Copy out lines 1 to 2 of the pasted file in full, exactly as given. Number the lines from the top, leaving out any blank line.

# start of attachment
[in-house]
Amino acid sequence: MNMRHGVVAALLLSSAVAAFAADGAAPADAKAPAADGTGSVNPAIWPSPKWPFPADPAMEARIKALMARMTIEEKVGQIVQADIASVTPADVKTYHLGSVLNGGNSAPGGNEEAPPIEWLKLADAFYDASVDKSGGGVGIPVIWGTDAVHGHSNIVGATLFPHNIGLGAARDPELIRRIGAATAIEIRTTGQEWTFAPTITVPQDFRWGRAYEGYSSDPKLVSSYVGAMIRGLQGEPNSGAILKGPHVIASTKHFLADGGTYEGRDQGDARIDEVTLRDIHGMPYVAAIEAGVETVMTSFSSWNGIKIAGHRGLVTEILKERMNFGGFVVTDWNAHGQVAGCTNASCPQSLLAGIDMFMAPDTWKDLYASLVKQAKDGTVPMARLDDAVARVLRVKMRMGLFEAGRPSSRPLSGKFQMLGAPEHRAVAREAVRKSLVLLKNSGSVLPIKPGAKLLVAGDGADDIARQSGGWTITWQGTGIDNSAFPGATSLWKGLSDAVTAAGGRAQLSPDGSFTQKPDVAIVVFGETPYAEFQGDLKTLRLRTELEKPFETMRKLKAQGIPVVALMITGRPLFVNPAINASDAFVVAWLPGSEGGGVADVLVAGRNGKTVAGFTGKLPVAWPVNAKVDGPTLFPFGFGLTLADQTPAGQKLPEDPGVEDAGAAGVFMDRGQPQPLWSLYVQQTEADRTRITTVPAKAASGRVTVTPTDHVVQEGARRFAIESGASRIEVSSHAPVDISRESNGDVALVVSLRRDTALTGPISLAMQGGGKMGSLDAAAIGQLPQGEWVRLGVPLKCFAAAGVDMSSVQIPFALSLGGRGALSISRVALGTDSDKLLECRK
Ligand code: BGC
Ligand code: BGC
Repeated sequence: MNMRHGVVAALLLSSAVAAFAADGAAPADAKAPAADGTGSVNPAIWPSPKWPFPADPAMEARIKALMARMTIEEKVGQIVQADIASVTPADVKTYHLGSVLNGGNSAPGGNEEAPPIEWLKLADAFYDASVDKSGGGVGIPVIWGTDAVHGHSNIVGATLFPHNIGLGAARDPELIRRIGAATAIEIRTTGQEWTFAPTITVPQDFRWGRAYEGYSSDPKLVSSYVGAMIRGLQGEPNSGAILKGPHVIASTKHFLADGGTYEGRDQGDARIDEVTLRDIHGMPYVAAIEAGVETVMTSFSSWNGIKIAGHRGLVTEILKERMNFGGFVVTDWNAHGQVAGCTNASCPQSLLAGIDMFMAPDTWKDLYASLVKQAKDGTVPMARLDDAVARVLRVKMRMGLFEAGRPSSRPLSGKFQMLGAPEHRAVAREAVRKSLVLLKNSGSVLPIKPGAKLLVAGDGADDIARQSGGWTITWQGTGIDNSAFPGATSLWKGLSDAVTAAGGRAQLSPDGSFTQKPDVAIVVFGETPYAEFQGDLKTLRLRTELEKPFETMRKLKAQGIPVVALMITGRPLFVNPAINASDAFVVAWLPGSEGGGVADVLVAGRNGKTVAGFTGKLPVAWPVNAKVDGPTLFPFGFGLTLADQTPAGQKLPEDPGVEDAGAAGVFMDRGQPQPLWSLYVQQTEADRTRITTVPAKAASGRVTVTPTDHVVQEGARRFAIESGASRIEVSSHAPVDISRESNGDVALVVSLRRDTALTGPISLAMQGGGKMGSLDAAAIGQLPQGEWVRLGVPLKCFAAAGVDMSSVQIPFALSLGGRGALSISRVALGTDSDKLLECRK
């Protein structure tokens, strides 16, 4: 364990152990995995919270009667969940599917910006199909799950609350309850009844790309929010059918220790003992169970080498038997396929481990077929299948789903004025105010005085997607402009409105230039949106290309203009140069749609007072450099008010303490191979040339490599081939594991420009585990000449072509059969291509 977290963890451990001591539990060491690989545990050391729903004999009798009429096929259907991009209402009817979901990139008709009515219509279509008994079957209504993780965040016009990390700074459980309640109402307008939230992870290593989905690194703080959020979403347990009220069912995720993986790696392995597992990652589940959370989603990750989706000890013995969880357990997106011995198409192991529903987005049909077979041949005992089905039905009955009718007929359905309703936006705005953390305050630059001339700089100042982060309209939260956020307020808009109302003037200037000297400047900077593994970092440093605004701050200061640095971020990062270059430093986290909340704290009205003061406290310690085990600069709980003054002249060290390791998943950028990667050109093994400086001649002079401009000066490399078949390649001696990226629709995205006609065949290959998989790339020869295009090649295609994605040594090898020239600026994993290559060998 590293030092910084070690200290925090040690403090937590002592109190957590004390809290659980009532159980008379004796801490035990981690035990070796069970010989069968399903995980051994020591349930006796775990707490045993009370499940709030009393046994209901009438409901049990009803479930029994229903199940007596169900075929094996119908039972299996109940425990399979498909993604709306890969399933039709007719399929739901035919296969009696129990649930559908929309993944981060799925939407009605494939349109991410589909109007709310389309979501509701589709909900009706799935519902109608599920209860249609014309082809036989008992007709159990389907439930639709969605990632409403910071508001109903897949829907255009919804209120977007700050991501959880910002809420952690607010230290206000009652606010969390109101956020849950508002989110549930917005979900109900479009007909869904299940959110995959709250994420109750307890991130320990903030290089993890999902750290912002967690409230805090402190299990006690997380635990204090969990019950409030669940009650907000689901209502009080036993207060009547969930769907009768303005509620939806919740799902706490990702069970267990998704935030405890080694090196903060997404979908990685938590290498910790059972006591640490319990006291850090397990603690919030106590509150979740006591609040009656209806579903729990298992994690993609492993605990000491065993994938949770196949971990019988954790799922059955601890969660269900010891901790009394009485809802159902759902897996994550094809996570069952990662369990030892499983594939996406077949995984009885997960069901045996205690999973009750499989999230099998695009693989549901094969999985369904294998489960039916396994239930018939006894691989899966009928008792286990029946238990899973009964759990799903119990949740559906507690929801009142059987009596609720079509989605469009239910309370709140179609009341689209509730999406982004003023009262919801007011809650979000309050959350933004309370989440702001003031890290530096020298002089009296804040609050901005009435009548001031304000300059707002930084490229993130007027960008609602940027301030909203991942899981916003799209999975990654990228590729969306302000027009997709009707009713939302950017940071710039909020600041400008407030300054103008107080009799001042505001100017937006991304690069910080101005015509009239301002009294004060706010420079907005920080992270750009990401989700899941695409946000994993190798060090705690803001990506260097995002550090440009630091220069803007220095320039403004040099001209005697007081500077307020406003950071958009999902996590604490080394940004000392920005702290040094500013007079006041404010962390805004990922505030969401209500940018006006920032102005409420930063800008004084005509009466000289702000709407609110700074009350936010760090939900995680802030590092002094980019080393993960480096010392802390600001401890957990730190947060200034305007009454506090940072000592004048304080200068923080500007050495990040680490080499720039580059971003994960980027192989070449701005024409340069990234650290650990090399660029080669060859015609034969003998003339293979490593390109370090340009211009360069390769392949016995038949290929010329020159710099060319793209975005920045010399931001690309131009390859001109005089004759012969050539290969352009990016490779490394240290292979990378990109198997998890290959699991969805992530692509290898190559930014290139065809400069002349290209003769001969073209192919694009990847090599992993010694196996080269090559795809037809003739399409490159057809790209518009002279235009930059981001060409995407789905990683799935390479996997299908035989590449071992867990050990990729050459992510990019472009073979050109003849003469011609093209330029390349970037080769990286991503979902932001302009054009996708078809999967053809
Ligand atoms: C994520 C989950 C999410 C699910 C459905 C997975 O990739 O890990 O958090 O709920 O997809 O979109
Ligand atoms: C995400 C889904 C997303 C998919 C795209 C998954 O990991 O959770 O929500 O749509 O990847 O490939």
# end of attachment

[in-house]
Amino acid sequence: MNMRHGVVAALLLSSAVAAFAADGAAPADAKAPAADGTGSVNPAIWPSPKWPFPADPAMEARIKALMARMTIEEKVGQIVQADIASVTPADVKTYHLGSVLNGGNSAPGGNEEAPPIEWLKLADAFYDASVDKSGGGVGIPVIWGTDAVHGHSNIVGATLFPHNIGLGAARDPELIRRIGAATAIEIRTTGQEWTFAPTITVPQDFRWGRAYEGYSSDPKLVSSYVGAMIRGLQGEPNSGAILKGPHVIASTKHFLADGGTYEGRDQGDARIDEVTLRDIHGMPYVAAIEAGVETVMTSFSSWNGIKIAGHRGLVTEILKERMNFGGFVVTDWNAHGQVAGCTNASCPQSLLAGIDMFMAPDTWKDLYASLVKQAKDGTVPMARLDDAVARVLRVKMRMGLFEAGRPSSRPLSGKFQMLGAPEHRAVAREAVRKSLVLLKNSGSVLPIKPGAKLLVAGDGADDIARQSGGWTITWQGTGIDNSAFPGATSLWKGLSDAVTAAGGRAQLSPDGSFTQKPDVAIVVFGETPYAEFQGDLKTLRLRTELEKPFETMRKLKAQGIPVVALMITGRPLFVNPAINASDAFVVAWLPGSEGGGVADVLVAGRNGKTVAGFTGKLPVAWPVNAKVDGPTLFPFGFGLTLADQTPAGQKLPEDPGVEDAGAAGVFMDRGQPQPLWSLYVQQTEADRTRITTVPAKAASGRVTVTPTDHVVQEGARRFAIESGASRIEVSSHAPVDISRESNGDVALVVSLRRDTALTGPISLAMQGGGKMGSLDAAAIGQLPQGEWVRLGVPLKCFAAAGVDMSSVQIPFALSLGGRGALSISRVALGTDSDKLLECRK